This whole tournament subplot could have actually been turned into another movie entirely, but is instead wedged in awkwardly before and after the main plot with the ninja camp. The purpose though, is obvious, to spoof KARATE KID rip-offs like NO RETREAT, NO SURRENDER (and it’s completely unrelated, but vastly entertaining sequel). This allows the two hugely popular comic actors a forum for extreme silliness during a training demo at the dojo of their military liaison, Hector (world champion kickboxing expert Hector Echavarria). In one bit Hector wants to demonstrate the art of dodging arrows (because, as we all know, ninjas don’t use guns), when it comes time for Emillio to stand in front of the crossbow, trembling and squealing, he somehow manages to actually catch the arrow. So ecstatic is he that while jumping for joy, he throws the arrow to the floor. Suddenly his eyes go wide and he starts screaming in pain, only to lift his foot to the camera showing the arrow embedded in it. Is the hilarity ensuing? Yep, that’s what you get. It’s either that or groinshots, take your pick. Most of the humor in the film is shrill gags about the guys either shrieking in pain, shrieking in fear or shrieking in excitement over mucho chicas calientes. On the other hand, you have a ninja camp, girls in skimpy outfits, stuff blowing up and two world-class marital artists! Works for me!

Following the traditional Ninja Terrorist Camp bylaws, Dragon spends most of his time arranging pit-fights, killing off his top men. I never said the bylaws allowed for effective team management, I just said they were traditional. It also gives us an excuse to have Varzé and  Echavarria square off not once, but twice, here at the camp and again as another byproduct of the whole martial arts tournament subplot. In spite of the occasional undercranking, the martial arts choreography is surprisingly good for a movie this low budget and both of these guys are top-drawer fighters. Echavarria should be instantly recognizable to MMA fans as this film was a launching pad for his career in TV and movies.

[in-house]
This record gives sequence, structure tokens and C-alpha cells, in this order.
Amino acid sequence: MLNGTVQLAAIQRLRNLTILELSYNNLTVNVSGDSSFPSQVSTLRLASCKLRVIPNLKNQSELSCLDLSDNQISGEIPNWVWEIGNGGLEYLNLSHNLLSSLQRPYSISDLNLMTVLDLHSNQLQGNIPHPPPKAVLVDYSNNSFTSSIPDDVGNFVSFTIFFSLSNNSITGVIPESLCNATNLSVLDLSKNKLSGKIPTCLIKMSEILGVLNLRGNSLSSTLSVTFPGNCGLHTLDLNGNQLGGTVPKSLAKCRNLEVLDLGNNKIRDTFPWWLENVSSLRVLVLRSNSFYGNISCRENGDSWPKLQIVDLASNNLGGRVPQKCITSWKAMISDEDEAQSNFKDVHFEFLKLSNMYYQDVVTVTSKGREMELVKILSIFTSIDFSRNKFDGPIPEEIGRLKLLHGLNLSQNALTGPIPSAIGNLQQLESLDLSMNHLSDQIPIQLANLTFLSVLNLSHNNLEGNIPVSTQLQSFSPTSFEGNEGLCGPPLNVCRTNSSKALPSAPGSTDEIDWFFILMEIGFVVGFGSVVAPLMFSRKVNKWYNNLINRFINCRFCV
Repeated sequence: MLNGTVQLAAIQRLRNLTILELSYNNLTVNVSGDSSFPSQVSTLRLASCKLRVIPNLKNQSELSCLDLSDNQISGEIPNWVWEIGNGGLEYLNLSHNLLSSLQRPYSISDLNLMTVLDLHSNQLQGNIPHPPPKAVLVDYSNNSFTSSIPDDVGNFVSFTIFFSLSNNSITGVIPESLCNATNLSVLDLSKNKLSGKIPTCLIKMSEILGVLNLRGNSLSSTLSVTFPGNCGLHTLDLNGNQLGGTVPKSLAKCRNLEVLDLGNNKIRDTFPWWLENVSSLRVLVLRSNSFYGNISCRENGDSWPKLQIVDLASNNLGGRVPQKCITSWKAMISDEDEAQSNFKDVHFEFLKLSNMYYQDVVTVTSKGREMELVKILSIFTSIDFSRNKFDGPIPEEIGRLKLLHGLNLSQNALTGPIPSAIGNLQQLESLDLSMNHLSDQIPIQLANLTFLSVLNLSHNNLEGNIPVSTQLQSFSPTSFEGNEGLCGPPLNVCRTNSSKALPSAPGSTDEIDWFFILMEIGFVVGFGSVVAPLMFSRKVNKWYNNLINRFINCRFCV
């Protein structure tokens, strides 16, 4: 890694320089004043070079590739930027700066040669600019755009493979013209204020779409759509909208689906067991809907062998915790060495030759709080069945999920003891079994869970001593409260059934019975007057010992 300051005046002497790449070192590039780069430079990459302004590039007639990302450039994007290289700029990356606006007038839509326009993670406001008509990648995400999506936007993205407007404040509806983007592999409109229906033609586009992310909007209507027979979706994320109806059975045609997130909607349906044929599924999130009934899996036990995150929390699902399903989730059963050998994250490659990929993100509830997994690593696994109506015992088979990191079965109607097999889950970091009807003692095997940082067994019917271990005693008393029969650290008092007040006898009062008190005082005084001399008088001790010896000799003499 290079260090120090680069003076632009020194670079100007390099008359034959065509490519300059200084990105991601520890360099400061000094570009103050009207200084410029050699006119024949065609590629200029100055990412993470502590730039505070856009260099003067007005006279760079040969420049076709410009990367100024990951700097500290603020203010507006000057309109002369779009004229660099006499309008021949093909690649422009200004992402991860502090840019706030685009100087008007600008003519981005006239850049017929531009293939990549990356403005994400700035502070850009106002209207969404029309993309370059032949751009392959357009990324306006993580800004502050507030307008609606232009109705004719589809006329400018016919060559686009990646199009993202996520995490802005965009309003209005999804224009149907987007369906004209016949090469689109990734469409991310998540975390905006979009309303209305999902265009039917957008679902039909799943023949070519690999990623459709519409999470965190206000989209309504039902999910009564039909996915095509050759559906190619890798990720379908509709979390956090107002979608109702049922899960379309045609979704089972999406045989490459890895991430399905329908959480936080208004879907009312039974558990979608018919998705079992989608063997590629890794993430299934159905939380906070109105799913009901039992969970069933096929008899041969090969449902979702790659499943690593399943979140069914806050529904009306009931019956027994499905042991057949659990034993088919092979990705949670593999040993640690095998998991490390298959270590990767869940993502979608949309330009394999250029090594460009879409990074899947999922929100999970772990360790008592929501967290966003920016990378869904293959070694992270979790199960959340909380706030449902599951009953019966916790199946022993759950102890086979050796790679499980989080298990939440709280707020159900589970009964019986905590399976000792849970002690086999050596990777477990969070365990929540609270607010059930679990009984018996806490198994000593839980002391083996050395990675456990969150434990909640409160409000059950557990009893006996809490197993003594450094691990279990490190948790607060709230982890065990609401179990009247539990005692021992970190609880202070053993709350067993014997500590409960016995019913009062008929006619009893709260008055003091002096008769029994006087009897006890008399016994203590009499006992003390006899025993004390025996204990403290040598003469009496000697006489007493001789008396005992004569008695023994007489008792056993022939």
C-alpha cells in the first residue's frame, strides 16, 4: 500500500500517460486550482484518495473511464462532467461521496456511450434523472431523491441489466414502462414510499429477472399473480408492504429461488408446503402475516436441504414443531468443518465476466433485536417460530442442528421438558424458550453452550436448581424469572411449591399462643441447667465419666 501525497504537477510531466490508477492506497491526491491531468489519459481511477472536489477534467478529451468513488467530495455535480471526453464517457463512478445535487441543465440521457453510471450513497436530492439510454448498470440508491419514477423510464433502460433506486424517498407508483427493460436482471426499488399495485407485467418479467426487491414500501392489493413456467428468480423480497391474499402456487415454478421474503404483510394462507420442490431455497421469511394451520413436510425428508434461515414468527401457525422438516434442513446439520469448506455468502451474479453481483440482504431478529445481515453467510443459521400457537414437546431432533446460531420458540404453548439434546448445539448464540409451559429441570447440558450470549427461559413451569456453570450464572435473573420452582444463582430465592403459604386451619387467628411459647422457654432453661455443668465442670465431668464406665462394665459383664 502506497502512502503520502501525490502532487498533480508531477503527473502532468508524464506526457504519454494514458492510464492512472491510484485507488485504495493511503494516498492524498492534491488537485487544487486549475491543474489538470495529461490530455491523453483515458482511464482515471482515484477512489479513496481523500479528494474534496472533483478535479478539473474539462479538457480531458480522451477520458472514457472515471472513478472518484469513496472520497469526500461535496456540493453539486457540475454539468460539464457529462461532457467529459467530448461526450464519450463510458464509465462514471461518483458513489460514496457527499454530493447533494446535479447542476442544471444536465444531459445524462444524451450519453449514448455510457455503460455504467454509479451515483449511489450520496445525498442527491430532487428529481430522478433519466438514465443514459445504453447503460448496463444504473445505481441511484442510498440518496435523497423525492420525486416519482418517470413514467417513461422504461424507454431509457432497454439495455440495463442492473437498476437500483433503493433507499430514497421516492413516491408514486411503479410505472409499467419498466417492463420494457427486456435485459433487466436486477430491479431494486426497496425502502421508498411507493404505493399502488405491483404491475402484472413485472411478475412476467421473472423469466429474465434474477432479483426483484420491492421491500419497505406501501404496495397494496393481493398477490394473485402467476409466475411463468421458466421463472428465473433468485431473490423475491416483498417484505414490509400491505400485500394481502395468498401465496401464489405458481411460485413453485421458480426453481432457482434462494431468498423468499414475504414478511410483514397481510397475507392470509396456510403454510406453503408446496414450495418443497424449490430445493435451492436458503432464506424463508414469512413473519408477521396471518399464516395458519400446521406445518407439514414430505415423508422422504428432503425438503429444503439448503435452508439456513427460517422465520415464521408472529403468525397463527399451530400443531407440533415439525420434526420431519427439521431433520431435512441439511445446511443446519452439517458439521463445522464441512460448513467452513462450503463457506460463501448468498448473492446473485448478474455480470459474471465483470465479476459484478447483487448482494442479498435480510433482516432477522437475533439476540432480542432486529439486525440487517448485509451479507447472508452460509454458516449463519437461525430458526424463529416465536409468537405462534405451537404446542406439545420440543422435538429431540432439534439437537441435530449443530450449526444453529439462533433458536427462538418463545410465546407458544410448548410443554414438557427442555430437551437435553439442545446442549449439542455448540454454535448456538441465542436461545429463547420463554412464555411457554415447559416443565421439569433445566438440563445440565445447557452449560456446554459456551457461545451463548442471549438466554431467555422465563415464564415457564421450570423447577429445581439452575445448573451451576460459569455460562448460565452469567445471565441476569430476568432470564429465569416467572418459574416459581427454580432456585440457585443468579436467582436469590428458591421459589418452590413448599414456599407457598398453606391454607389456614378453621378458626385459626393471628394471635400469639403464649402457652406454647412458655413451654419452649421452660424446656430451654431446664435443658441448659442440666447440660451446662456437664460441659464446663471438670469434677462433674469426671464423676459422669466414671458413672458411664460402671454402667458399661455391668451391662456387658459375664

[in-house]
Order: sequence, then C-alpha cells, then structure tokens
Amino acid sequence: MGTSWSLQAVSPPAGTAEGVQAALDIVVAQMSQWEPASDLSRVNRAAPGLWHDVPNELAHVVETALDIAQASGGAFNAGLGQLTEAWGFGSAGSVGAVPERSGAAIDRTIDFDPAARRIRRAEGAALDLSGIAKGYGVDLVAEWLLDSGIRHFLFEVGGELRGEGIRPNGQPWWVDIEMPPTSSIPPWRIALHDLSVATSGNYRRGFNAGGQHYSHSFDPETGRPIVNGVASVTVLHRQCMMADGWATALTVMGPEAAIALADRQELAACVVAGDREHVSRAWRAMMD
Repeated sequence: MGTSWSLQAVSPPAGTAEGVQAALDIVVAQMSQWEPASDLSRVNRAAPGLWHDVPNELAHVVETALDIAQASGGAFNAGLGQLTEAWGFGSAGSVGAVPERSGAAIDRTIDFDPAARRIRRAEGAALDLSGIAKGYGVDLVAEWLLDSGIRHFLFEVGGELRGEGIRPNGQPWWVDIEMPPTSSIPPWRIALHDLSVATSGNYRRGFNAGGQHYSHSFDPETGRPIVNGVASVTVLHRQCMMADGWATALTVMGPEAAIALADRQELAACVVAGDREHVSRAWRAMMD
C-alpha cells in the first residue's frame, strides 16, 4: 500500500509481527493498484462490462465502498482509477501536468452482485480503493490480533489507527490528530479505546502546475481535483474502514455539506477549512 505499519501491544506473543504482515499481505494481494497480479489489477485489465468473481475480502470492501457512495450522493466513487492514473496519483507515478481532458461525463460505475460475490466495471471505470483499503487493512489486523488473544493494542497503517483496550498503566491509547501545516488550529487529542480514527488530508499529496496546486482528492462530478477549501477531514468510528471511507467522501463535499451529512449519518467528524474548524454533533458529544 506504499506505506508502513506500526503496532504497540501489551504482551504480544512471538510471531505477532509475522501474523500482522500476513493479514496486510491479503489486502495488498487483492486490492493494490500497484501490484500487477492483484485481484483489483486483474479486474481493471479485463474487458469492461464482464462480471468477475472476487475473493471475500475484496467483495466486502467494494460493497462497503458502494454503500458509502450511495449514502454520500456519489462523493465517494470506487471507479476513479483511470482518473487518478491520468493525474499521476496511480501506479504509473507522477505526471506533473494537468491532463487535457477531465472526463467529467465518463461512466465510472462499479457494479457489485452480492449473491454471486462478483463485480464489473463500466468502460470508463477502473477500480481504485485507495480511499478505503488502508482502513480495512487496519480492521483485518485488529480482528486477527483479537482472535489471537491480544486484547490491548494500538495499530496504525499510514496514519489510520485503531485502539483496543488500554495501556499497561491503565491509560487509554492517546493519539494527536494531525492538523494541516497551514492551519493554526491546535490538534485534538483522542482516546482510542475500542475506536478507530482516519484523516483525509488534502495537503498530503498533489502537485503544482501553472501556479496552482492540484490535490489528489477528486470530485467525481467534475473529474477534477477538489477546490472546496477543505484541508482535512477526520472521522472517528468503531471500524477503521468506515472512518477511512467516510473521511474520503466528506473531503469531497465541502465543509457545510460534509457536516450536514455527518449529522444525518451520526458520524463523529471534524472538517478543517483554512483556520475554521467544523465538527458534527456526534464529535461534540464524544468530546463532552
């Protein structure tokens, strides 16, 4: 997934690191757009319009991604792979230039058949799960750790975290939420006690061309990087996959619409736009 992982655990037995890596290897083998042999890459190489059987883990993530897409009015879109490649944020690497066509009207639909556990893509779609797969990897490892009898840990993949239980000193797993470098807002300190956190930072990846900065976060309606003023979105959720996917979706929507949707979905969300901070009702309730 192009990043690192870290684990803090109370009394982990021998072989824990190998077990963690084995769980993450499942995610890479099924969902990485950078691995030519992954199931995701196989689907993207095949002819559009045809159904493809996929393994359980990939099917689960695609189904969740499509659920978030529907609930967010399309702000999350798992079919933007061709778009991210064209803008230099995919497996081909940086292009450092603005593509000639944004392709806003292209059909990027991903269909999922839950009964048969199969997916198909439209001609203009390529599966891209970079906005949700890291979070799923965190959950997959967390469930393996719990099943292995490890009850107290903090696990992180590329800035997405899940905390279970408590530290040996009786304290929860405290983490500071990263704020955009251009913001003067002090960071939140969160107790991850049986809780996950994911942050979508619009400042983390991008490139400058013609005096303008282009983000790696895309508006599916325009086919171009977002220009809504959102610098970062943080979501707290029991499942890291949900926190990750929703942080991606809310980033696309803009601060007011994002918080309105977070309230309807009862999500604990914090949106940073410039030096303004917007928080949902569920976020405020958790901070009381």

Reflecting the country’s brutal economic issues, this movie is cheap and is completely unhindered by the ravages of subtlety. Frequently feeling like a Godfrey Ho movie, complete with stolen footage spliced in to the action, director Carlos Galettini gets the most out of his obviously miniscule budget by featuring Hefner-esque levels of gorgeous women in tiny outfits in every scene he can manage to squeeze them in to. In the reporter’s offices, it seems as if the entire newspaper is staffed by dozens of fashion-plate models whose job description seems to be “walk from room to room” and “look hot”. When raiding the ninja camp, the journalist girls smuggle themselves aboard and once in the jungle decide that their city clothing just won’t do and decide to fashion themselves some super-skimpy mercenary outfits out of the guy’s spare clothing and a machete. This is actually funnier than any of the pratfalls and bug-eyed screaming. A little easier on the eyes too.

In spite of the fact that I don’t have the nostalgia trip for this movie that many Argentinians seem to have, and the comedy is straight out of the ‘60s (seriously, who did the old guy-in-full-body-cast-in-pain comedy gags in the late ‘80s?), it’s still a fun little flick. As one Argentinian fan said, you’ll laugh, not because the jokes are funny, but because they are actually there. The ending bit where both of our “heroes” are undercranked, hobbling in casts, running down a hallway, supposedly being chased by the real Exterminator and Destructor (even though they are never seen in the sequence), while screaming like banshees illustrates that point perfectly. So why am I so looking forward to checking out THE EXTERMINATORS 2: REVENGE OF THE DRAGON?